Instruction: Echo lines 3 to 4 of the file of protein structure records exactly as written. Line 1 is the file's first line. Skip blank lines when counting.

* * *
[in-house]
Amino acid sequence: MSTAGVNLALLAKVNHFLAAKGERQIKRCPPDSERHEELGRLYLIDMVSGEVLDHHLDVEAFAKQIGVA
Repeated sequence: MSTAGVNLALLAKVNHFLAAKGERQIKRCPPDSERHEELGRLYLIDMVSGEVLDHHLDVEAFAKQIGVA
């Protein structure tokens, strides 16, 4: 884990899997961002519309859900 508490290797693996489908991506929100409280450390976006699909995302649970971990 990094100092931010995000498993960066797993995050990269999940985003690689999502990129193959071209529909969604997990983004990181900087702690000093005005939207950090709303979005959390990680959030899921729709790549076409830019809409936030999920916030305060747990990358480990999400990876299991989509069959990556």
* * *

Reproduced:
Repeated sequence: MSTAGVNLALLAKVNHFLAAKGERQIKRCPPDSERHEELGRLYLIDMVSGEVLDHHLDVEAFAKQIGVA
């Protein structure tokens, strides 16, 4: 884990899997961002519309859900 508490290797693996489908991506929100409280450390976006699909995302649970971990 990094100092931010995000498993960066797993995050990269999940985003690689999502990129193959071209529909969604997990983004990181900087702690000093005005939207950090709303979005959390990680959030899921729709790549076409830019809409936030999920916030305060747990990358480990999400990876299991989509069959990556």